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The national average for greenhouse gas production from transportation is 28% and the average for Virginia is 48.5%.

Virginia Clinicians for Climate Action (VCCA) released a transportation report last fall that highlighted the connection between transportation, air pollution and the health of Virginia’s residents. Because of this, nine Virginia cities — including Harrisonburg — united to show support for House Bill 1965.

HB 1965, which was sponsored by Delegate Lamont Bagby, passed in the general assembly Feb. 19 and is waiting for Gov. Ralph Northam (D) to sign it. The bill will require that a “small percentage of each manufacturer’s annual sales of new light-duty vehicles in the state qualify as electric or hybrid electric vehicles.” This standard would go into effect for vehicles with a model year of 2025 and later. According to Virginia’s Legislative Information System, this bill won’t be implemented prior to Jan. 1, 2024.  

A press release written by the Community Climate Collaborative (C3) said the transportation report found that “Virginia could significantly reduce healthcare costs by implementing low and zero emissions vehicle standards.” 

Bob Kitchen, vice-chair of advocacy at VCCA, said the national average for greenhouse gas production that comes from transportation is 28%. The average in Virginia is 48.5%. 

We were able to show the adverse health impact of that particular pollution and actually quantified the number of deaths and other illnesses and respiratory problems that happened in Virginia because of this source of transportation-associated pollution,” Kitchen said.

In a press release, Harrisonburg Mayor Deanna Reed said clean transportation is essential to ensuring “future prosperity” for all Virginia residents.

“It is so important that these efforts to protect our community’s environmental health are made available to every resident no matter their economic means,” Reed said.

Susan Kruse, executive director of C3, said transportation emissions are highly detrimental to low-income communities and minorities because the majority of highways and road development projects are typically built around them. The Center for Disease Control and Prevention (CDC) has a definition for what it calls “social vulnerability.” Factors that would consider someone socially vulnerable include socioeconomic status, household composition, poverty and disability. Kitchen said that in Virginia, socially vulnerable populations ­­­­— people who fall into the factors listed above — have a 61% higher death rate from air pollution than communities with little vulnerability.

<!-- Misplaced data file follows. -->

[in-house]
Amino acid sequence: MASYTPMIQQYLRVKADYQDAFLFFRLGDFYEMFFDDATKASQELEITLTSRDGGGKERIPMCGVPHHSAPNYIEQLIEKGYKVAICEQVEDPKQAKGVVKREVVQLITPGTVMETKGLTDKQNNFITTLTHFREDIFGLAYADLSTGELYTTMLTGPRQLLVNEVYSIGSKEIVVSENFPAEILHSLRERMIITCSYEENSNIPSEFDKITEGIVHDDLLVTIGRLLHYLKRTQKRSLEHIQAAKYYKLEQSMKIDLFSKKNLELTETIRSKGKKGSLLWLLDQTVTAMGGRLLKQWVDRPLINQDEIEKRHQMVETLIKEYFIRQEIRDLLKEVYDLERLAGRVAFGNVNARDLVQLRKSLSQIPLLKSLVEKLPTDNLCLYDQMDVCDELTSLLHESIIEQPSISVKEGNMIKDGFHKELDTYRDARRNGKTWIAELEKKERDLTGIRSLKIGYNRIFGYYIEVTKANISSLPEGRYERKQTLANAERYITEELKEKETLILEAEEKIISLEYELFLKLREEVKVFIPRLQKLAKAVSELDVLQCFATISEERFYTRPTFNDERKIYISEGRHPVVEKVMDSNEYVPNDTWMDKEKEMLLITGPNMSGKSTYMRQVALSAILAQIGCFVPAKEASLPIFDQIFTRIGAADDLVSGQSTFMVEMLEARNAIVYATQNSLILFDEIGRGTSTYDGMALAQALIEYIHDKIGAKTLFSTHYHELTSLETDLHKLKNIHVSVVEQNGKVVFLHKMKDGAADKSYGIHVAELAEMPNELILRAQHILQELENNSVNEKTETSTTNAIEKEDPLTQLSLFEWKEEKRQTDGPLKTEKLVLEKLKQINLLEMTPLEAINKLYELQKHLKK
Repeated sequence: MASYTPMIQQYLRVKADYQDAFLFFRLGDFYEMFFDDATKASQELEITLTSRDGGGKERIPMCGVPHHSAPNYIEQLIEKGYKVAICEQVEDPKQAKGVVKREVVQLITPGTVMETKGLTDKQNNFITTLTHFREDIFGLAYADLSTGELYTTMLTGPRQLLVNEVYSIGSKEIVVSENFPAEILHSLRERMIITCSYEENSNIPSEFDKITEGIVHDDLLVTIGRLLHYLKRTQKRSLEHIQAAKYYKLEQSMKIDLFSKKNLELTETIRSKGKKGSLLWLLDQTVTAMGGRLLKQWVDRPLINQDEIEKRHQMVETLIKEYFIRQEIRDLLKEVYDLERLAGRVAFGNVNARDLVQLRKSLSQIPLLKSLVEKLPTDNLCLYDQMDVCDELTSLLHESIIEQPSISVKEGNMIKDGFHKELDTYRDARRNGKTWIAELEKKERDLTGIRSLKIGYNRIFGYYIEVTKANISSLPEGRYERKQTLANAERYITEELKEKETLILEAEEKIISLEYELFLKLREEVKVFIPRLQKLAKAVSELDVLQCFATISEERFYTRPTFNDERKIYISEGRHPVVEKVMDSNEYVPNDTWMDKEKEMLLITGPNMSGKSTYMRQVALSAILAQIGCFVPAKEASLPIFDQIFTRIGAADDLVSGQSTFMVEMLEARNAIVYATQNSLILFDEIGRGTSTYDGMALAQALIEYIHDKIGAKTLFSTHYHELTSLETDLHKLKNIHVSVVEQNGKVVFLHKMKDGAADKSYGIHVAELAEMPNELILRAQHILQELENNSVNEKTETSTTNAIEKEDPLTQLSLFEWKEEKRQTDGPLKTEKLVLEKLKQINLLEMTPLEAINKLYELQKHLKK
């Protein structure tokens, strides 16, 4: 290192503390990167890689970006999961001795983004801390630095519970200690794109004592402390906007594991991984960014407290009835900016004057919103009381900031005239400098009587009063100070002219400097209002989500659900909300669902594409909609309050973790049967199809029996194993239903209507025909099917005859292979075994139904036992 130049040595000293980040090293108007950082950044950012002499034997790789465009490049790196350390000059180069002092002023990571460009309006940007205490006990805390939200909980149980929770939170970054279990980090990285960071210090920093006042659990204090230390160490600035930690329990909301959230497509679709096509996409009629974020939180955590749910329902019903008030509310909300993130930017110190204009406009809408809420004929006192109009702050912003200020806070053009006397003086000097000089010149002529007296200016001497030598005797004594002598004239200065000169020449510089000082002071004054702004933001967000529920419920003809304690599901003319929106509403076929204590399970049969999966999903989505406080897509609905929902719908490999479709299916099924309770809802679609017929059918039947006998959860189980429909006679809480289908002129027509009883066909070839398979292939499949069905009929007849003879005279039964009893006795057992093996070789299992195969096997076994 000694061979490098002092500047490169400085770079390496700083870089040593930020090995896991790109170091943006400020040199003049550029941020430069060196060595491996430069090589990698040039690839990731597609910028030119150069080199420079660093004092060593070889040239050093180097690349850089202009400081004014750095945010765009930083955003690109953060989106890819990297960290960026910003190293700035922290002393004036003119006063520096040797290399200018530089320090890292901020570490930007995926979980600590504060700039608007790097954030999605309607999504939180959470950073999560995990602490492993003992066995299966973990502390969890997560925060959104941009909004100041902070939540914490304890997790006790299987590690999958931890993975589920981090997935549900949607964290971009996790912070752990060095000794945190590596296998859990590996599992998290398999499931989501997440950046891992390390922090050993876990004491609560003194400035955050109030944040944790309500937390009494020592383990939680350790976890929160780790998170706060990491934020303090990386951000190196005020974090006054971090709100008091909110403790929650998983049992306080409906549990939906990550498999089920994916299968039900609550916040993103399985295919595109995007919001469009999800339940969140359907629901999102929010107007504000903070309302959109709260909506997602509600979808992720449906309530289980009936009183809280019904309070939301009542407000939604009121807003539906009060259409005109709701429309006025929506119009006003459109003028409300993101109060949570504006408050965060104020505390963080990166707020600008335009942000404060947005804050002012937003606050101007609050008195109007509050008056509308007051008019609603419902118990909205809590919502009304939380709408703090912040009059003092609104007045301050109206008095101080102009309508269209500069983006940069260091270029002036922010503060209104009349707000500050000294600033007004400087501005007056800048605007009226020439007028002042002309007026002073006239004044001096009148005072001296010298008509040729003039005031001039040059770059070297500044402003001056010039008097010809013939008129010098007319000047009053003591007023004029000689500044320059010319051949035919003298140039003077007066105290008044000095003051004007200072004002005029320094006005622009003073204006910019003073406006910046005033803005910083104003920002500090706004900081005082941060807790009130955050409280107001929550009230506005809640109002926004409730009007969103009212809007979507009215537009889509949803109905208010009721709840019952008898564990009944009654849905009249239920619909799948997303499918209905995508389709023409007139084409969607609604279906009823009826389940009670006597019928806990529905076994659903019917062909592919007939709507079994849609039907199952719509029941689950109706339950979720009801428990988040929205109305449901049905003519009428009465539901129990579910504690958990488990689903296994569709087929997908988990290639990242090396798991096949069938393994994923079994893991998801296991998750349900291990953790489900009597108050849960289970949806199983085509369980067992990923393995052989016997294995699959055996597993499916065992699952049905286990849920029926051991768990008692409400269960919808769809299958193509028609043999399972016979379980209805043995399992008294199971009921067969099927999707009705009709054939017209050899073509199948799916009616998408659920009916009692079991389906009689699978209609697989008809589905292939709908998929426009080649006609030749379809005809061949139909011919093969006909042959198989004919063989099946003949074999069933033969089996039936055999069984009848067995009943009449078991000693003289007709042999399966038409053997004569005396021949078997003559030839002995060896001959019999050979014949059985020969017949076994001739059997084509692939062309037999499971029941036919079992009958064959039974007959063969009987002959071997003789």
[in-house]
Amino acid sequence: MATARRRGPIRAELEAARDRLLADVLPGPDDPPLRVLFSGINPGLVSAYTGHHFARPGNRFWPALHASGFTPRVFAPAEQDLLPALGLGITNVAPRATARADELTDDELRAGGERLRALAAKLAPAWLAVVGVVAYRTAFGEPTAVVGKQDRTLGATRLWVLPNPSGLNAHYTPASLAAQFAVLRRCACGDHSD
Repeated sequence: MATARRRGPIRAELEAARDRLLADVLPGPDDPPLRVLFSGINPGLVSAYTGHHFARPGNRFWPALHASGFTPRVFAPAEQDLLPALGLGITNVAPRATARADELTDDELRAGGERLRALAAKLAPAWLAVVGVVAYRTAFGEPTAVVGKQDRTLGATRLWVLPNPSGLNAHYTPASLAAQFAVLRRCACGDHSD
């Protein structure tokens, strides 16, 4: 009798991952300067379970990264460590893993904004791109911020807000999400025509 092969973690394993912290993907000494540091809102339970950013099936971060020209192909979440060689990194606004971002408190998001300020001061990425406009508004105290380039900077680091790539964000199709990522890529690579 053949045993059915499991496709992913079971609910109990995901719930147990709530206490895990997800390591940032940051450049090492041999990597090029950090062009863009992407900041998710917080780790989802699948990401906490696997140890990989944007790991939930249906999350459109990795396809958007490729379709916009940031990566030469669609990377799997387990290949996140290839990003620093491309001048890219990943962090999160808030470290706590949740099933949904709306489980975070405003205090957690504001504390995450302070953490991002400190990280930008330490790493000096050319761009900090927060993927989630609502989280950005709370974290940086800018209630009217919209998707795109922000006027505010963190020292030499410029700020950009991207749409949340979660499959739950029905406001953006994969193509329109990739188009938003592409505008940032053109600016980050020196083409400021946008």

“As with many things, it costs a lot more to be poor,” Kruse said. “The same is true for transportation.”

Kruse said not having access to cleaner, more efficient vehicles leads to spending more money on fuel and maintenance.

“This is a transportation burden that many low-income residents experience in Virginia,” Kruse said.

To combat this issue, Kruse said that other legislation has passed to support HB 1965, which provides a state-level rebate program for people who want to purchase an electric vehicle. Although this program was passed by the general assembly, lawmakers didn’t include the funding needed to bring down the vehicles’ cost for consumers, according to NBC. 

“With only nine years now to reach a 45% reduction in order to avert the most catastrophic impacts of climate change, we couldn’t wait another year for this legislation to pass,” Kruse said.

Lena Lewis, energy and climate policy manager at the Nature Conservancy Virginia chapter, said that lack of access and financial burdens are the main reasons why HB 1965 will be beneficial in Virginia.

“It is hard to find electric vehicles at a lot of Virginia dealerships,” Lewis said. “There have been some cases where dealers have said ‘Look, I’d love to be able to sell you that car, but the manufacturer won’t send it to me.’”

She said some people who are persistent will travel to Maryland to buy an electric car because it’s one of the states that already has electric vehicle standards in place. 

“For other customers who don’t have this flexibility, they just go ahead and buy a gas-powered vehicle and, environmentally, that’s a loss,” Lewis said.

Lewis also said she’s optimistic that the price difference between gas-powered vehicles and electric vehicles will drop within the next three to four years. She said the lifetime cost of owning an electric vehicle is already lower than the lifetime cost of owning a gas-powered car because owners don’t have to pay for gas, and the maintenance for electric vehicles costs less.

“Those are the vehicles that are going to become easier to buy in Virginia thanks to this legislation,” Lewis said.

Kitchen said the effort of creating the transportation report has paid off and that it’s been rewarding to see the general assembly focus on trying to deal with climate change.

“It’s a new day in the dominion,” Kitchen said. 

Tony Wilt was contacted and was unable to provide a statement in accordance with The Breeze’s deadline. The online version of this article will be updated with Wilt’s statement. 

Contact Isabela Gladston at gladstia@dukes.jmu.edu. For more coverage of JMU and Harrisonburg news, follow the news desk on Twitter @BreezeNewsJMU.